# Emeritus Faculty

## Jonathan Erez

Professor
Room 214 South
972-2-65-84882

Scientific interests: Oceanography, marine and aquatic biogeochemistry

1.      Biomineralization in foraminifera and corals: Physiology, cellular mechanisms and their implications for paleoceanographic interpretations.

2.      Marine aspects of the global carbon cycle, particularly photosynthesis and calcification in corals and foraminifera in view of ocean acidification.

3.      Biogeochemistry of stable carbon isotopes in marine and aquatic systems.

4.      Development of new tools for paleoceanography and paleolimnology using stable isotopes and trace elements.

5.      Carbon and nutrient cycling in coral reefs in view of global change.

## Amos Frumkin

Professor
Room 303 South
972-54-8820489

#### Research Interests

(1) Karst and caves systems within the environment serve as the major arena for my research. Understanding karst helps me in solving questions in a diversity of research fields, such as paleoclimate, geomorphic evolution, paleohydrology, tectonics, environmental problems, human impact on ecosystems, and human use of underground space. Our group uses various methods for research, such as field observation and survey, hydrological measurements, geochemical analysis of water and rocks, stable isotopes analysis of water and sediments, radiometric dating (e.g. radiocarbon, U series, cosmogenic isotopes), geographic information systems, borehole analysis, and geophysical methods for analyzing the sub-surface. Evolution of aquifers as a result of enlarging karst conduits is an important focus of my research. Understanding such processes allows better utilization of the water resources of Israel and its neighbors, and avoiding pollution. Our group studies the recharge vadose zone at the mountains in central Israel, concentrating on recharge through karst shafts and cave drips injecting water and potentially pollution into the aquifer. Much of my research is focused in the phreatic, confined and hypogenic parts of the aquifers. It is found that most Israel's carbonate caves have initiated and developed to full size under such conditions. Ageing and dying stages of cave life are studied through excavations in filled caves.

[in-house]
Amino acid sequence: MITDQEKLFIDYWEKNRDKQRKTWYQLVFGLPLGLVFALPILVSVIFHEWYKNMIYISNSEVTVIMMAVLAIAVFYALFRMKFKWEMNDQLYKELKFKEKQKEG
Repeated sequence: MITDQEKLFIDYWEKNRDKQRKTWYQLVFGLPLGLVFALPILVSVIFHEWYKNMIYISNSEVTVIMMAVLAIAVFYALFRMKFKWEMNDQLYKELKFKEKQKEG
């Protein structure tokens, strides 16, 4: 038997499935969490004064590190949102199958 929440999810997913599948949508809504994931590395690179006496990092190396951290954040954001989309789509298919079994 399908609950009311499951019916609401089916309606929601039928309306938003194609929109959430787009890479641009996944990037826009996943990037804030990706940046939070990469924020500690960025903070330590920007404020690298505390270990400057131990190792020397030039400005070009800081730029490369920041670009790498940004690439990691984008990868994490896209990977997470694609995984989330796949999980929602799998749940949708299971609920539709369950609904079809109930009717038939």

Caves preserve unique records of the geological history of their region. They form along structural lines, they are deformed and uplifted with the rock, and they preserve ancient sediments with geological records. We study such features of tectonics, diapir rising rates and morphostructure of the Dead Sea basin and its shoulders.

(2) Paleoclimate and paleoenvironment: Reconstructing past environments is a major challenge in my research, addressing the need to calibrate climatic models and predict future environmental change. Karst caves function as shielded sediment traps within continental regions under erosional conditions. Therefore cave sediments have a great potential for climatic reconstruction in inhabited regions. We have succeeded in obtaining detailed well-dated climatic records for the Quaternary in Israel. The results solve some important questions on climate change during the Quaternary in the Levant and other regions, how it could influence humans, and the nature of climatic belts migration during glacial/interglacial cycles. The answers obtained have direct impact on understanding present and future climatic change. We have extended the paleoclimatic studies to lava caves, ancient wood preserved in caves, and to stromatolite caves in the Dead Sea basin. We obtained paleoenvironmental records for various climatic regions, such as the northern-central Dead Sea catchment, where we showed that glacials were wetter than interglacials in the Levant. Environmental catastrophes during the Holocene received particular attention, due to their relevance to present and future global change.